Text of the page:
On the one but last day of the CSW, the Dutch government in collaboration with AWID, Hivos and Mama Cash hosted a side event on the opportunities for governments to successfully invest in women’s empowerment and gender equality. At the CSW two years ago the Dutch government hosted a similar event. It then launched the MDG3 Fund, a new € 50 million fund in support of Millennium Goal 3: women’s empowerment and gender equality. The overwhelming number of applications submitted, more than 450, asked for multiple folds the amount of resources available. The Fund was raised to € 70 million. Forty five, predominantly international and regional, organisations have since received funding out of the MDG3 Fund. Their activities take place in 105 countries in Africa, Asia, Latin America and Eastern Europe. Robert Dijksterhuis, head of the gender division at the Dutch Ministry of Foreign Affairs, used the occasion of this year’s CSW to highlight the relevance of this new funding mechanism, its collaboration with Dutch NGOs as co-signatories to the Fund, and the experience of MDG3 Fund recipients of being capacitated to scale up their work. Dijksterhuis was adamant about his mission: “We as governments can not drive this agenda of gender equality and women’s empowerment on our own. But we can support it as women’s organisations are the driving force. We need to support scaling up of their agenda and programmes. It can be done, and should be done and I so appeal to other donors, fellow bilaterals, foundations and International NGOs to do the same, either contribute to the MDG3 Fund or the UNIFEM Fund for Gender Equality, or set up similar funding mechanisms.”
The MDG3 Fund did not emerge overnight and was the result of a collaborative Dutch NGO lobby towards the Dutch government, inspired by AWID’s action research Where is the Money for Women’s Rights and Organizing. A key actor in this lobby process was the Dutch development agency Hivos, represented by myself, Ireen Dubel, on the panel. The other four panellists were MDG3 grantees. Geeta Misra, MDG3 recipient and Executive Director of CREA (India and global) and board member of the oldest women’s fund Mama Cash, shared the difference the MDG3 funding has made for her organisation in the field of violence against women: upscaling of the work, coalition building across five countries in South Asia and collaboration with Central Asia, plus inclusiveness towards women who are at the margins of violence against women’s work, lesbian women, transgenders, sex workers, disabled women. She emphasized the importance of the MDG3 Fund support to organisations like Mama Cash and other women’s funds, as a mechanism for redistribution of large grants to women’s initiatives at grassroot level. Ruth Ojiambo Ochieng, Executive Director of Isis-WICCE, a regional organisation based in Uganda active on issues of women in (post) conflict situations, was very honest about being a MDG3 recipient. “We got a million and it almost made us crazy, it made our dream come true. It was a lot of money, but to be honest, the money is spend easily given the demands.” The request for results by donors was perfectly responded to by Ruth’ narrative on what Isis-WICCE was able to do, given the new and substantial injection of resources. Delivery of health services to women in post-conflict Liberia, empowerment of Sudanese women resulting in standing for local government office, South-South exchange and professionalisation of her own organisation.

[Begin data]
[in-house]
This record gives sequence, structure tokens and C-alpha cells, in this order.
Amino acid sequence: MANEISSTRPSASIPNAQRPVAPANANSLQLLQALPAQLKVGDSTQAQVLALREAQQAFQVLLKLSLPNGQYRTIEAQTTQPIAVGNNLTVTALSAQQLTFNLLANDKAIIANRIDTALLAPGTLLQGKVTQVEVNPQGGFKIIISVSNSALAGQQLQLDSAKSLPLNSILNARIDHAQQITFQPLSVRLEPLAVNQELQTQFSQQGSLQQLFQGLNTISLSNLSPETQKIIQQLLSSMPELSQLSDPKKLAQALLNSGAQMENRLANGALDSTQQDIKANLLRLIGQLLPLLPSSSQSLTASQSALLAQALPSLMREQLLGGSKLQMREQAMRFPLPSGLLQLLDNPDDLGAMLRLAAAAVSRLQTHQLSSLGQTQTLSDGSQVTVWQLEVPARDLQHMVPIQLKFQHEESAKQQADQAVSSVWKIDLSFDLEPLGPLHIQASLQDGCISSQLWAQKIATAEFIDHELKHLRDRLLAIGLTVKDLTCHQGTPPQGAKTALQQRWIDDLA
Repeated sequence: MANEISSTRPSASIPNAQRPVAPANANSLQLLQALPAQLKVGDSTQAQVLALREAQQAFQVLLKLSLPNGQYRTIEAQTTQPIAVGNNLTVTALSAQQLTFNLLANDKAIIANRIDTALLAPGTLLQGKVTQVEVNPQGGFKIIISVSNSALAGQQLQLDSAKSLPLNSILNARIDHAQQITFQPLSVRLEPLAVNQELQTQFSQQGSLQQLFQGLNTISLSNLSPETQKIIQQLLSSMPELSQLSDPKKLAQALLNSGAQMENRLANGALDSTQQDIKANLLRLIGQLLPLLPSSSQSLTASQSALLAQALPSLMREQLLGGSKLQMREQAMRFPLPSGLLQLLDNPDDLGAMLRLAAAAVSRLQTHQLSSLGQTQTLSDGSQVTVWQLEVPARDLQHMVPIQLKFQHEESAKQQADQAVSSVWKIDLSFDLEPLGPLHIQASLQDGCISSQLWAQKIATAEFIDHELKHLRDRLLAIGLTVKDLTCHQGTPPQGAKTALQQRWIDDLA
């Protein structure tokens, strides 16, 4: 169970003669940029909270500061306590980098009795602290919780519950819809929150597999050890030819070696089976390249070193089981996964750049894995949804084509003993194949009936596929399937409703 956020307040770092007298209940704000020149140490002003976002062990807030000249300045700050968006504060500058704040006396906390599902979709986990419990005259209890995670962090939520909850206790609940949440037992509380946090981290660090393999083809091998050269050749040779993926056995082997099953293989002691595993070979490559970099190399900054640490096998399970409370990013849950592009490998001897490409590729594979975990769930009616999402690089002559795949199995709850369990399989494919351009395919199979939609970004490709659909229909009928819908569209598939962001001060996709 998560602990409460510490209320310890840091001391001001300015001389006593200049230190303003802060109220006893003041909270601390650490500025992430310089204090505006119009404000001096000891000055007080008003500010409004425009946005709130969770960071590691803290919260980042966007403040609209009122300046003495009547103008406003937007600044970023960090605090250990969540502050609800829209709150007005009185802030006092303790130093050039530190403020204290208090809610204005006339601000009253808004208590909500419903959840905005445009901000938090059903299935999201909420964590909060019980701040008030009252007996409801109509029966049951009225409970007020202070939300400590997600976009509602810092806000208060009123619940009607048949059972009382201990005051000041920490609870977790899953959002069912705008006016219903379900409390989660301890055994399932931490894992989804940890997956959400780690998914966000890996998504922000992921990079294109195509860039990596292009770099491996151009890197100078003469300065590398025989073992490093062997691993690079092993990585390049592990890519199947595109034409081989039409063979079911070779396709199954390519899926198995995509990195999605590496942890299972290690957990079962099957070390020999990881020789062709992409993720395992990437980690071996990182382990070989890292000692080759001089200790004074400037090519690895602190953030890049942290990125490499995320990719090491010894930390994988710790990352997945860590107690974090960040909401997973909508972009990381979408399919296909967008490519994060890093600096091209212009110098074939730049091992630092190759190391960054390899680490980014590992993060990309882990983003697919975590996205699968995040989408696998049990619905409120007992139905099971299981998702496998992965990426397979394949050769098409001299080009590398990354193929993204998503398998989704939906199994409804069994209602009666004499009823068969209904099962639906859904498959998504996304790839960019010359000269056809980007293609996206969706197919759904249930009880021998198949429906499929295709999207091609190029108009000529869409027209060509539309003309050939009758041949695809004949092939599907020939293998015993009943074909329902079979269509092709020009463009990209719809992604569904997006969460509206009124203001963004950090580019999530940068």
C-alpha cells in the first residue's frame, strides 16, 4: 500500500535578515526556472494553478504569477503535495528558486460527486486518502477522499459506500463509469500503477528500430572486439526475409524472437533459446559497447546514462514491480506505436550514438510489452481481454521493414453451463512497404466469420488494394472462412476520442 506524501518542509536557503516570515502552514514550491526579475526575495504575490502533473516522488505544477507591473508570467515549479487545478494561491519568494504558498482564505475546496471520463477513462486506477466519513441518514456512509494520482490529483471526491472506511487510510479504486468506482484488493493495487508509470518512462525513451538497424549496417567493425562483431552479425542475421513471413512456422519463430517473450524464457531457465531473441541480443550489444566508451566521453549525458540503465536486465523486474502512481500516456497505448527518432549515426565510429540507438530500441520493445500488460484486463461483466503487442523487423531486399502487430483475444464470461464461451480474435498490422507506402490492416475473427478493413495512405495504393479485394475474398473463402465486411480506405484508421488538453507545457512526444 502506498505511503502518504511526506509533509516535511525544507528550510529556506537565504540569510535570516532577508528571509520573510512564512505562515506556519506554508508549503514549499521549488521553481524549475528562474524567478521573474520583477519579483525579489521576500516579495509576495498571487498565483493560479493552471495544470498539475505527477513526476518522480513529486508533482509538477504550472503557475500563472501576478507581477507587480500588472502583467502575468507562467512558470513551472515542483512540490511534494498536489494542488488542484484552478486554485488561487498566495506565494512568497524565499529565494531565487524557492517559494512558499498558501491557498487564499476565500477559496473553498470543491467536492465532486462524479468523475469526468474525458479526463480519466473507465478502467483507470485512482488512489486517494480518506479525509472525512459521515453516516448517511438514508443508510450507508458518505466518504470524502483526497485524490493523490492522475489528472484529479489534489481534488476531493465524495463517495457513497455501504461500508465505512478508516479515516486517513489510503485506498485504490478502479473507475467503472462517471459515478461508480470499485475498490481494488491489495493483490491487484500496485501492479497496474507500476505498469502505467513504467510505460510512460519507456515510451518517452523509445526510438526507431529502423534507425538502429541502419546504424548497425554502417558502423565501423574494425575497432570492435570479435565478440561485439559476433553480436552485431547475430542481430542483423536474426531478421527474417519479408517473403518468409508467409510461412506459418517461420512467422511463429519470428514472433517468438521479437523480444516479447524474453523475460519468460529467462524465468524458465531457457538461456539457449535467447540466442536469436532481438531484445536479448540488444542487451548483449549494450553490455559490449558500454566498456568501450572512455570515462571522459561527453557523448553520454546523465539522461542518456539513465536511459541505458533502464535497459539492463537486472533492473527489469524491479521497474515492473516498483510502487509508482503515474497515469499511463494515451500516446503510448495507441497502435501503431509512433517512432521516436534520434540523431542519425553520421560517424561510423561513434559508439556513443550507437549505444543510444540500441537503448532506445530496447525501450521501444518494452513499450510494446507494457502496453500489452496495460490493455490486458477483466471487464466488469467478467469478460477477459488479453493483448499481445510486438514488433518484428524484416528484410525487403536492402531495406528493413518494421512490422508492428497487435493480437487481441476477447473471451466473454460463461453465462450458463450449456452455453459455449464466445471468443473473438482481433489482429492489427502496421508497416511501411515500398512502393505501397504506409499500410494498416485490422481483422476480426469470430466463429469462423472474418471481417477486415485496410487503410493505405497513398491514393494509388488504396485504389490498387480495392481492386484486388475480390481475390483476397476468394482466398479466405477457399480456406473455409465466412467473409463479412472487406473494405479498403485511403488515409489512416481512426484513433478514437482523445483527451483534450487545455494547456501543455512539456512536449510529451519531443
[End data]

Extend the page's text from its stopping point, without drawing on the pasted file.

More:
Her conclusion: “The MDG3 Fund must be scaled up!”
For Mallika Dutt from the Indian and US based multi and popular media organisation Breakthrough the MDG3 funding was a game changer in terms of capacity, depth and scale of the work done in the field of violence against women in India. Apart from reaching out to new audiences, new stakeholders have come on board, ranging from ordinary citizens, men and women, engaging with issues of violence against women, to local governments taking responsibility. Asia wide demands are forthcoming for Breakthrough to facilitate similar processes.
Cindy Clark from AWID completed the panel with the latest AWID research on the funding landscape, trends, challenges and opportunities for women’s rights work. Renewed interest to fund this agenda might be jeopardised by the impact of the financial and economic crisis.
The more than hundred persons in the audience shared appreciation of the MDG3 initiative and the Spanish funded UNIFEM Fund for Gender Equality and the need for other donors to come in in support of similar funding mechanisms, in particular given the context of the crisis and falling levels of ODA support and the flux of the Dutch government due to the fall of its cabinet and upcoming elections in June 2010. Robert Dijksterhuis however was optimistic: “The MDG3 grantees and non-awarded applicants are proof of the need and demand. So the future is in collaboration.”
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